The president is too lazy and cocksure to have learned any prepared remarks or mastered the appropriate tone, notwithstanding that a government that spends more money than any government in the history of the planet has ever spent can surely provide him with both a speechwriting team and a quiet corner on his private wide-bodied jet to consider what might be fitting for the occasion. So instead he sloughs off the words, bloodless and unfelt: “And obviously our hearts are broken . . . ” Yeah, it’s totally obvious.

And he’s even more drunk on his celebrity than the fanbois, so in his slapdashery he winds up comparing the sacrifice of a diplomat lynched by a pack of savages with the enthusiasm of his own campaign bobbysoxers. No, no, says the Broadway director; that’s too crude, too ham-fisted. How about the crowd is cheering and distracted, but he’s the president, he understands the gravity of the hour, and he’s the greatest orator of his generation, so he’s thought about what he’s going to say, and it takes a few moments but his words are so moving that they still the cheers of the fanbois, and at the end there’s complete silence and a few muffled sobs, and even in party-town they understand the sacrifice and loss of their compatriots on the other side of the world.



Interesting-albeit more than a little untrue. First of all -not that Steyn would note it-but Libya is 6 hours ahead of the United States. The attack in Benghazi occurred in the evening on Tuesday, Libya time — about midafternoon on the East Coast in the United States. This is important because it plays into the later events that followed.  I suspect there was a lot of misunderstood reporting that goes on-and no prudent President reacts immediately to the first reporting. However only about 6 hours elapsed between the attack and the first Statement by the White House.  Which was followed up by a statement the very first thing the next morning.  Contrary to Steyn assertions its a quite respectful tone:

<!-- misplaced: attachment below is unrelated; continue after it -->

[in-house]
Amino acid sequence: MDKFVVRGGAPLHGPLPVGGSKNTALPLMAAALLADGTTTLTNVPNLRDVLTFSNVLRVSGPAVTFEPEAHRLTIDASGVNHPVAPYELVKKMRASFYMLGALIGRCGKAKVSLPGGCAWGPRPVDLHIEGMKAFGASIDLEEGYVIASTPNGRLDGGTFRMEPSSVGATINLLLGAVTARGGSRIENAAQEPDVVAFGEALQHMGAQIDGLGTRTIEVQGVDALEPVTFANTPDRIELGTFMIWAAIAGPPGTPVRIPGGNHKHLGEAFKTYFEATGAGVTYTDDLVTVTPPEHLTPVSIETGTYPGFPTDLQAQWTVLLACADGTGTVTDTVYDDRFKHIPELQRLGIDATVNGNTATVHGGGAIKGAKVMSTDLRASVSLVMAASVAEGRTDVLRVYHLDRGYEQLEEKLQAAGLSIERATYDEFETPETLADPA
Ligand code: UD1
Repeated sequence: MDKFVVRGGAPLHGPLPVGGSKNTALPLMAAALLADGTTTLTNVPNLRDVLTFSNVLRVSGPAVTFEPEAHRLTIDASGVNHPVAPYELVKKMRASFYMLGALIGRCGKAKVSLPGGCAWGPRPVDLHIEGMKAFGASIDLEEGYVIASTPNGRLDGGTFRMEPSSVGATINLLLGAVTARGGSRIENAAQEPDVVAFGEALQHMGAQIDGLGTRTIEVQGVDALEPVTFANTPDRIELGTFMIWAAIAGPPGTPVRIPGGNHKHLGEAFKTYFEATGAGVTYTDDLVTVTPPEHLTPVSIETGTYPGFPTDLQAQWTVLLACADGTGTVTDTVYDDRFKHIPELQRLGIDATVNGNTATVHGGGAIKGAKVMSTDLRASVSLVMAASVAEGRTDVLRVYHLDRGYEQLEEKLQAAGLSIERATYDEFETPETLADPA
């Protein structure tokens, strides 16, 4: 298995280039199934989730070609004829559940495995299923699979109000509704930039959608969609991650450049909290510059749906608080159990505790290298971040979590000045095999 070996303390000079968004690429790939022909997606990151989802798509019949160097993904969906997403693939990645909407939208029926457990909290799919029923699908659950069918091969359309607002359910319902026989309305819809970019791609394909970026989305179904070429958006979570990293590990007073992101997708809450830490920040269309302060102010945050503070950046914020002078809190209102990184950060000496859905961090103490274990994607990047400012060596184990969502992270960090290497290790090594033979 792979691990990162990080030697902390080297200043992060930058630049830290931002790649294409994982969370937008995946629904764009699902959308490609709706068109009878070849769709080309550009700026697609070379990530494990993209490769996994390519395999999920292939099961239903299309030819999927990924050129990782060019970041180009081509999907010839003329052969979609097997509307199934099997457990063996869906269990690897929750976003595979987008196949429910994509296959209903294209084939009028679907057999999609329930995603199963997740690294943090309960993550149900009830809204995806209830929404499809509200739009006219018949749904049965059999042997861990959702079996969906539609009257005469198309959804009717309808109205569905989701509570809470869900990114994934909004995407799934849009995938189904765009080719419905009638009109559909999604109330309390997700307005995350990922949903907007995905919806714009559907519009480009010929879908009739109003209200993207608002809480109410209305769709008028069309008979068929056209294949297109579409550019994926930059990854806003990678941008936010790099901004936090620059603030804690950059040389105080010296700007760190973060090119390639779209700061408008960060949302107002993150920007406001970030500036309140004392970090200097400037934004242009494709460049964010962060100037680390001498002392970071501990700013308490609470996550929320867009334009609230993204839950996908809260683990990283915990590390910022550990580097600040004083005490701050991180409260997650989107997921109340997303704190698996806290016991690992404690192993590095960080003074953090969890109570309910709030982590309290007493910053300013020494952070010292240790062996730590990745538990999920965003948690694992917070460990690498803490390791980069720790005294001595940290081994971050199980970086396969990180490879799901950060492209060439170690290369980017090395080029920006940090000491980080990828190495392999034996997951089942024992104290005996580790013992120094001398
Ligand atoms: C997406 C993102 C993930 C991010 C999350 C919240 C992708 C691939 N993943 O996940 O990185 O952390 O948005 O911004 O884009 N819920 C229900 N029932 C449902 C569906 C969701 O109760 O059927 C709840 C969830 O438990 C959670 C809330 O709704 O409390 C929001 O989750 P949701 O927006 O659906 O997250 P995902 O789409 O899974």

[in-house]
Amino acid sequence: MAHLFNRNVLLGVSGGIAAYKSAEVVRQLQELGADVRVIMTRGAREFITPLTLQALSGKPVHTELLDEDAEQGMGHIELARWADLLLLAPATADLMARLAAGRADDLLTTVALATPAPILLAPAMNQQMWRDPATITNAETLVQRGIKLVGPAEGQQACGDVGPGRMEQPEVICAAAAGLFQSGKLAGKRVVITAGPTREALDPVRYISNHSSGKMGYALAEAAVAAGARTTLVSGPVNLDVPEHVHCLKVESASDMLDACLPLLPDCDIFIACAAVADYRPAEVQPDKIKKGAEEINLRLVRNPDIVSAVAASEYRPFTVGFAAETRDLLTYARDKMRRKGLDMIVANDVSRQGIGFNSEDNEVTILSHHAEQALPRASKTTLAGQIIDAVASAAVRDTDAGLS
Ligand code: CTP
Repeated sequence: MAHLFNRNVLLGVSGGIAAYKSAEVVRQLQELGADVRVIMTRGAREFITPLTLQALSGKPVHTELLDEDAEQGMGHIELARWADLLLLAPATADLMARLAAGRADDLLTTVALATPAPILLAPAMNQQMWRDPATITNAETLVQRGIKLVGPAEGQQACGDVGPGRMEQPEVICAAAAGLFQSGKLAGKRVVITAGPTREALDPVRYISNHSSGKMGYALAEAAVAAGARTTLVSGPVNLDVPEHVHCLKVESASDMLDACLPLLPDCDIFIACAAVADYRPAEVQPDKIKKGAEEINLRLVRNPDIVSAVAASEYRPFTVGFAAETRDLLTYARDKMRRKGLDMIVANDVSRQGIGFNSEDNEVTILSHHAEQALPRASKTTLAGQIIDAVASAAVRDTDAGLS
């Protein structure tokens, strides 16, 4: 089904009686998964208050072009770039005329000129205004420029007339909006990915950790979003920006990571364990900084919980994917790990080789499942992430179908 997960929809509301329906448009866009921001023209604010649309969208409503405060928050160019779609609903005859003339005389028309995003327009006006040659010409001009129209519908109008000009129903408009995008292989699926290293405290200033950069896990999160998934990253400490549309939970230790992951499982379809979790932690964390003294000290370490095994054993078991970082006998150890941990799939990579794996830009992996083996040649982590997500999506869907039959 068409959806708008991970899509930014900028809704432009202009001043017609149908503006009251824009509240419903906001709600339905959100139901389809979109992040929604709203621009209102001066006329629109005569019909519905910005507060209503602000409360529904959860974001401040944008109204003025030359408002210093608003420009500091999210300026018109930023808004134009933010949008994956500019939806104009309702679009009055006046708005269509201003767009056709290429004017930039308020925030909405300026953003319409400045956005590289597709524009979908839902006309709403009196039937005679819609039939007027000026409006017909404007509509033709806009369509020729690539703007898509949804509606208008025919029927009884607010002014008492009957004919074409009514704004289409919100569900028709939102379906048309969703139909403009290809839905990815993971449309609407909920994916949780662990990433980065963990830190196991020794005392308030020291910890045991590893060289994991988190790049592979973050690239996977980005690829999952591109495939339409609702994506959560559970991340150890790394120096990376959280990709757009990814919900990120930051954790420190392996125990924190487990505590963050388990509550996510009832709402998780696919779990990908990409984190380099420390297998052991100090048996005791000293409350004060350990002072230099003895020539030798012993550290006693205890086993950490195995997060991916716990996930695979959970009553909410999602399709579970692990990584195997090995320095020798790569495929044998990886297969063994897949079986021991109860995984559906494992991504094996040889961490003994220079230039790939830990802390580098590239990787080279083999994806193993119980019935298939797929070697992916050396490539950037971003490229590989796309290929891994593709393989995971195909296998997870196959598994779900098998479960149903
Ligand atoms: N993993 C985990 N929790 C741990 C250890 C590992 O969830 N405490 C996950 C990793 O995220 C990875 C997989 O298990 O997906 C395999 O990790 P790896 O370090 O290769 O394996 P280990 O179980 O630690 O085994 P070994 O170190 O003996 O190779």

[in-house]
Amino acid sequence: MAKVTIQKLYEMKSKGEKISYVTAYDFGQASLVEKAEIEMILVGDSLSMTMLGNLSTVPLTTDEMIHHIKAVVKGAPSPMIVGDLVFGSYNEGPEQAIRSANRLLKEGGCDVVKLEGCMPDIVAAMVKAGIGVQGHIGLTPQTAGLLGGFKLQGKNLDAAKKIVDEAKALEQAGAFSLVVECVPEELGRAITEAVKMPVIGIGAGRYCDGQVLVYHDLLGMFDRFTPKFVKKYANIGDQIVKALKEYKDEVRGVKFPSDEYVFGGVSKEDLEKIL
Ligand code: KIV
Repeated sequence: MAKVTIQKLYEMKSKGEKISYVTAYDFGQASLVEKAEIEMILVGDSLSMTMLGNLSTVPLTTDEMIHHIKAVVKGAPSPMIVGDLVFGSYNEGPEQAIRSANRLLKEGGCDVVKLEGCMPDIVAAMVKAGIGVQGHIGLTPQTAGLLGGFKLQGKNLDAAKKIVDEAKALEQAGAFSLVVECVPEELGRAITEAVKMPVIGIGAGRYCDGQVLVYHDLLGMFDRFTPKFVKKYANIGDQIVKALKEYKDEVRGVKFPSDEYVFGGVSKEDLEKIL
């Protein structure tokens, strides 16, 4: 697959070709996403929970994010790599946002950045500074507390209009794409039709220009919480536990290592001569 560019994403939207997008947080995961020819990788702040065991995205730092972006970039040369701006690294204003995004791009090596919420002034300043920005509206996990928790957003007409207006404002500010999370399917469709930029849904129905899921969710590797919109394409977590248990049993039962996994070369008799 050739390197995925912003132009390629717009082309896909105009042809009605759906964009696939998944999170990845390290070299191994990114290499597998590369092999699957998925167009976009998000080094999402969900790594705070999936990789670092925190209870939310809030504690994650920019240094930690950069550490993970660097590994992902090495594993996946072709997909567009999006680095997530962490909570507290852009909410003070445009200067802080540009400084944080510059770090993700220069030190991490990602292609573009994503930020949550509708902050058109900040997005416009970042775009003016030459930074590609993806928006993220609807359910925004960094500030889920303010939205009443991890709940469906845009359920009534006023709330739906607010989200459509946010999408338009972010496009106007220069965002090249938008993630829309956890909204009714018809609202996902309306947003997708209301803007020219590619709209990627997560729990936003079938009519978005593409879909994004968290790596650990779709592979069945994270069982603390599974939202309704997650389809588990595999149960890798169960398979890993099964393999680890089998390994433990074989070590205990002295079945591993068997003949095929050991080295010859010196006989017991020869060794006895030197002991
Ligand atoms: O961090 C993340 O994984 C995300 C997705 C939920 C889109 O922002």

I strongly condemn the outrageous attack on our diplomatic facility in Benghazi, which took the lives of four Americans, including Ambassador Chris Stevens. Right now, the American people have the families of those we lost in our thoughts and prayers. They exemplified America's commitment to freedom, justice, and partnership with nations and people around the globe, and stand in stark contrast to those who callously took their lives.

I have directed my Administration to provide all necessary resources to support the security of our personnel in Libya, and to increase security at our diplomatic posts around the globe. While the United States rejects efforts to denigrate the religious beliefs of others, we must all unequivocally oppose the kind of senseless violence that took the lives of these public servants.

On a personal note, Chris was a courageous and exemplary representative of the United States. Throughout the Libyan revolution, he selflessly served our country and the Libyan people at our mission in Benghazi. As Ambassador in Tripoli, he has supported Libya's transition to democracy. His legacy will endure wherever human beings reach for liberty and justice. I am profoundly grateful for his service to my Administration, and deeply saddened by this loss.

The brave Americans we lost represent the extraordinary service and sacrifices that our civilians make every day around the globe. As we stand united with their families, let us now redouble our own efforts to carry their work forward.

And subsequent to that event a whole host of violence has broken out all over the Middle East-somehow Steyn thinks that Obama could have prevented all of that himself. Well I hate to tell you something, you arrogant little prick, they may see it coming, but for the most part they are powerless to prevent it without the cooperation of the local government.  And to put it simply the local government in Libya is not that strong. And contrary to Steyn's logic-that has very little do with us, and everything to do with how truly worthless your average Arab is.  Or it also ignores the corrosive effect of 30 years of a way too large presence in the region.  Even Reagan recognized that for the most part we needed to give the area a wide berth.  And contain it. Not so Mr Steyn and current crop of neocon cheerleaders. It  is kind of sad they are so ignorant of the region's history